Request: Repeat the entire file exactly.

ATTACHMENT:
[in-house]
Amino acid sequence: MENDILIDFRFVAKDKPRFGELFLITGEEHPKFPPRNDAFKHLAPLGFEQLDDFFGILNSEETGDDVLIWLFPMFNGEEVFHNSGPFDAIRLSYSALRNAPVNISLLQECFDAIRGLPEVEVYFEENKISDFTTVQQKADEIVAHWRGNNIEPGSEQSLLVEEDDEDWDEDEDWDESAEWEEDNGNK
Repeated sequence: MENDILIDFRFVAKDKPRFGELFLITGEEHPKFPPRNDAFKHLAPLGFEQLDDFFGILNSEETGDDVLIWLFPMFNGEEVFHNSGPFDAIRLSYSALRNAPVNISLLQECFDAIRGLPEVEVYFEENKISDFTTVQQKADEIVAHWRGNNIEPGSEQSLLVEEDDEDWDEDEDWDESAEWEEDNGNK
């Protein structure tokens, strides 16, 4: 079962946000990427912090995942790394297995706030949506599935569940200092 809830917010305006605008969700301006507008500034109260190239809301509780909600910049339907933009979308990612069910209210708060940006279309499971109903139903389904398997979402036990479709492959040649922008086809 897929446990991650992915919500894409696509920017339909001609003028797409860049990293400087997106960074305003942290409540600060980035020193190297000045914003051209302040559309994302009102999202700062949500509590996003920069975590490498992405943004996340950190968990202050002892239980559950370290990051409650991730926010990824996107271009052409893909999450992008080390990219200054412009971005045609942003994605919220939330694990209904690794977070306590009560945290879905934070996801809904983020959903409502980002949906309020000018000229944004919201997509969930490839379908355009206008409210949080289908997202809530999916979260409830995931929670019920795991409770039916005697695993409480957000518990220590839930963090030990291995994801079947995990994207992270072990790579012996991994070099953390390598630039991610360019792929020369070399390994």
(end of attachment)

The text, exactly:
[in-house]
Amino acid sequence: MENDILIDFRFVAKDKPRFGELFLITGEEHPKFPPRNDAFKHLAPLGFEQLDDFFGILNSEETGDDVLIWLFPMFNGEEVFHNSGPFDAIRLSYSALRNAPVNISLLQECFDAIRGLPEVEVYFEENKISDFTTVQQKADEIVAHWRGNNIEPGSEQSLLVEEDDEDWDEDEDWDESAEWEEDNGNK
Repeated sequence: MENDILIDFRFVAKDKPRFGELFLITGEEHPKFPPRNDAFKHLAPLGFEQLDDFFGILNSEETGDDVLIWLFPMFNGEEVFHNSGPFDAIRLSYSALRNAPVNISLLQECFDAIRGLPEVEVYFEENKISDFTTVQQKADEIVAHWRGNNIEPGSEQSLLVEEDDEDWDEDEDWDESAEWEEDNGNK
């Protein structure tokens, strides 16, 4: 079962946000990427912090995942790394297995706030949506599935569940200092 809830917010305006605008969700301006507008500034109260190239809301509780909600910049339907933009979308990612069910209210708060940006279309499971109903139903389904398997979402036990479709492959040649922008086809 897929446990991650992915919500894409696509920017339909001609003028797409860049990293400087997106960074305003942290409540600060980035020193190297000045914003051209302040559309994302009102999202700062949500509590996003920069975590490498992405943004996340950190968990202050002892239980559950370290990051409650991730926010990824996107271009052409893909999450992008080390990219200054412009971005045609942003994605919220939330694990209904690794977070306590009560945290879905934070996801809904983020959903409502980002949906309020000018000229944004919201997509969930490839379908355009206008409210949080289908997202809530999916979260409830995931929670019920795991409770039916005697695993409480957000518990220590839930963090030990291995994801079947995990994207992270072990790579012996991994070099953390390598630039991610360019792929020369070399390994």